Off we went to fill up the water coolers. Terri had canvassed (read: begged) the nearby residents and found a generous soul willing to let us come by and "water up" via their garden hose.

From there, I drove Denise and Leopold around to the the different Aid Stations to scout them, and then out to Lake Johns Creek, the turn around point. (I admit it was hard not to notice how FAR the lake seemed to be from camp).

Back at the Campground, Krissy and her family invited us over to join them in a game of "Cornhole" . Yes, that's what it's called, and before you get all judgemental on me, you just try playing this game without instantly becoming addicited to it. Seriously.

After a while, Leopold was beating everyone and so we had to form teams to take him down.
Then we had a strange "run-in" with a Park Ranger with a serious authority complex. He had some problem with the way Krissy's second car was parked, and was compelled to keep repeating "Park in front of the van. In front of the van!" What's that you say? "In front of the van!". Where do you want us to park? "In front of the van!". Can we park NEXT to the..."In FRONT of the van!". Sheesh, Mister. Chill, already.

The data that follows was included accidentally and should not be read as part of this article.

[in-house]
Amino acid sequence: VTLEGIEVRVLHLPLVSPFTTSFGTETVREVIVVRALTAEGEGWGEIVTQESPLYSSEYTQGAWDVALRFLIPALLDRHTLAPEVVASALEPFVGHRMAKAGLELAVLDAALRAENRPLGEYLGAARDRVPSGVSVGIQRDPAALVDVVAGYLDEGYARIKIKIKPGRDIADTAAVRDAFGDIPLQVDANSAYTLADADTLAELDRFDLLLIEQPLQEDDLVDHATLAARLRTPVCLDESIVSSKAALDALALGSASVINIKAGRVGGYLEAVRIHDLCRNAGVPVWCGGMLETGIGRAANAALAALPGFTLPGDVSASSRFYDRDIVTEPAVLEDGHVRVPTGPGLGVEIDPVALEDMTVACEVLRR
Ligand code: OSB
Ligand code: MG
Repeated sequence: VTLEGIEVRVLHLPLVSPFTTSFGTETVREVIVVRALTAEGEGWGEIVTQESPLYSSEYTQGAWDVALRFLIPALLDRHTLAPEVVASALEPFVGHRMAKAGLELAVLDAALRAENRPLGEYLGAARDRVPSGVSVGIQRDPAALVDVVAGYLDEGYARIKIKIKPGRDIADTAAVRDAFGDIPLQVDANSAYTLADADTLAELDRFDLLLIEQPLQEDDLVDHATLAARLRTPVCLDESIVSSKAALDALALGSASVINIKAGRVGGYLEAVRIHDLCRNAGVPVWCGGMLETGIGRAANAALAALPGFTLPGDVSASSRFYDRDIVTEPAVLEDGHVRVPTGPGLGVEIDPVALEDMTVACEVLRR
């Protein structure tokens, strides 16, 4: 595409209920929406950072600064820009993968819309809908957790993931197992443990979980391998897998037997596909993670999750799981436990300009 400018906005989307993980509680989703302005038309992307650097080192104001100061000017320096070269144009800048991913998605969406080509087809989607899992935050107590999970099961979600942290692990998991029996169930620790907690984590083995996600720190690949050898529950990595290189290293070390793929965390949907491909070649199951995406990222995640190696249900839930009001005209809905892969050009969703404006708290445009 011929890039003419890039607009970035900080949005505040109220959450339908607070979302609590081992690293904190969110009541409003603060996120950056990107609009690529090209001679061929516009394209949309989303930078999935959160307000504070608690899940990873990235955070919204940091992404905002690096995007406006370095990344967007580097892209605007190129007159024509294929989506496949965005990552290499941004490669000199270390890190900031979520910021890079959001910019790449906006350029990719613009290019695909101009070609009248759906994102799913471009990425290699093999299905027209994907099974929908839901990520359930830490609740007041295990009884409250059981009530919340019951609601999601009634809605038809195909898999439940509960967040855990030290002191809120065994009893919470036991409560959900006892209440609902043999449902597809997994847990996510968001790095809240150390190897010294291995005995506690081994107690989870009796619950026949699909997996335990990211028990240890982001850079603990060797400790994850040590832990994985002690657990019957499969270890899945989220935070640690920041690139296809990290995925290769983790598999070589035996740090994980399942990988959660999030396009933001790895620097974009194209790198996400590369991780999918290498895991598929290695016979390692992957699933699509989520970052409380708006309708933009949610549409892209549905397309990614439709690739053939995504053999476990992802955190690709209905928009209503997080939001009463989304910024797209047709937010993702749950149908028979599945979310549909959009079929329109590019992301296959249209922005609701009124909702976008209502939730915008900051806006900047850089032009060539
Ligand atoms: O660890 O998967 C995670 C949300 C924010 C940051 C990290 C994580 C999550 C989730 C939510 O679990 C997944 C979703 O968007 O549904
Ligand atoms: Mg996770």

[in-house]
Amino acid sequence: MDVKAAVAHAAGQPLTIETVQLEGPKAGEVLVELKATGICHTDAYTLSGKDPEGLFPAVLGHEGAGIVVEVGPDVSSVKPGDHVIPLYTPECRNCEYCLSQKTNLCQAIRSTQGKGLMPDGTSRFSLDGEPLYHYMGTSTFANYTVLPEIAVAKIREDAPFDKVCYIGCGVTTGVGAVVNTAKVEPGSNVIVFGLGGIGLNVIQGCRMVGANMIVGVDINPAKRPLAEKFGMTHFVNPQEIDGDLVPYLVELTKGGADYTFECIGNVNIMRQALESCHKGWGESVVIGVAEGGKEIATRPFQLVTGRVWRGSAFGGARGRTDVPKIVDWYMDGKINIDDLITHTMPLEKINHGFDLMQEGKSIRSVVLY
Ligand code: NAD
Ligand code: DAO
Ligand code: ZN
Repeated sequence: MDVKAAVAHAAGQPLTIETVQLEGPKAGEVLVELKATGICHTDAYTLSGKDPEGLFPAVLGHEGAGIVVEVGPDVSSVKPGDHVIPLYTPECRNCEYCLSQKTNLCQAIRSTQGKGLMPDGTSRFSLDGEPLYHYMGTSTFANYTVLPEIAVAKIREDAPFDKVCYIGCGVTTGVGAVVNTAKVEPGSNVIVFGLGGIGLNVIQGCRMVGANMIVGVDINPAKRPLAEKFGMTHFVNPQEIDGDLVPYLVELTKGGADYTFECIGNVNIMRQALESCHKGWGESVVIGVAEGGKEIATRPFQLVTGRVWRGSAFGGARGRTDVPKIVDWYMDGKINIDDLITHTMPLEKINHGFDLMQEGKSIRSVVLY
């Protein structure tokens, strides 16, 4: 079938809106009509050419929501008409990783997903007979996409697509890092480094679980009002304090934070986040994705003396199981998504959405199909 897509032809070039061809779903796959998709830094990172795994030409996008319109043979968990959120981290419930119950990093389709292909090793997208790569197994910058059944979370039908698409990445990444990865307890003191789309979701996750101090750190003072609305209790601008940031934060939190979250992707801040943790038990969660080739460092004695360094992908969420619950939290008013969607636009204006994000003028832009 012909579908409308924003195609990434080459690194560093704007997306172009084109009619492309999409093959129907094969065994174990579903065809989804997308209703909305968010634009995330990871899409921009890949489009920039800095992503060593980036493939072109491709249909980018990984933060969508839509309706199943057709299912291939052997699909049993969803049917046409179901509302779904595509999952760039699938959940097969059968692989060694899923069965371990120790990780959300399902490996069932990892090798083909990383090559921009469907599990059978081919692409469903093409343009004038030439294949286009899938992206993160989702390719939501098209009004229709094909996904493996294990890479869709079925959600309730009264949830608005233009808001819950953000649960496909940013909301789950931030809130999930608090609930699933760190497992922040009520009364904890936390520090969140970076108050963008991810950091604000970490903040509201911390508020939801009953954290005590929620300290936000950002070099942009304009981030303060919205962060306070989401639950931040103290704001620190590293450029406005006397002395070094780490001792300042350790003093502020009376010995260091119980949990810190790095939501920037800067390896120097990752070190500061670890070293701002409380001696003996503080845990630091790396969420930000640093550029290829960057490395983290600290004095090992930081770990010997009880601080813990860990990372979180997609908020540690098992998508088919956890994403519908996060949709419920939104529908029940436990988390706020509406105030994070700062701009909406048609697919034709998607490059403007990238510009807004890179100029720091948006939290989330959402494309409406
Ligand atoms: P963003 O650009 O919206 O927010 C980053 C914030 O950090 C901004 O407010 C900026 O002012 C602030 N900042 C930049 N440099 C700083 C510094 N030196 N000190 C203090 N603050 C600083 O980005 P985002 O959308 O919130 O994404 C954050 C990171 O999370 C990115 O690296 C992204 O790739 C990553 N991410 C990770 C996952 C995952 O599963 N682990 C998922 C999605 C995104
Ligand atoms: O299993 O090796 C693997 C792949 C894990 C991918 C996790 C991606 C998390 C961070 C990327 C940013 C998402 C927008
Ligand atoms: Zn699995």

The whole environment was extremely laid back, to say the least. I was wondering if it would change in the morning, as most of the racers would be arriving then.
However, the next morning I found that pre-race anxiety consisted of waking up in my tent and waiting until I heard the first sounds of people stirring at the Campground. I dressed, woke Leopold up, and we headed over (all of 200 yards) to the Check-In area, where we had arranged for Leopold to be with Jenny at Aid Station #3, so that I'd see him at Mile 15 and again at Mile 25.

By the way, Jenny and Swaz are adorable couple #1. The guy in orange above is 1/2 of adorable couple #2, Joe and Sam. I don't have pictures, but adorable couple #3 consists of Rebecca and Doug.

I had hoped to meet fellow blogger Jason Sullivan before the race, and sure enough he was suddenly right there introducing himself. This is the first time I've been to a race where I've met a blogger buddy. It's pretty cool. And Jason is like a GIANT. I'm 5'4", and he's at LEAST a foot taller than me. (I later learned he is an ex-football player. Shocker).

So, it's finally time. At 7:30 we all lined up for final instructions. Terri said, "Go!" and she sent us on our way.

Mile 1: I decided to go for a little run.
Status: 7:30 A.M., and 40 miles to go.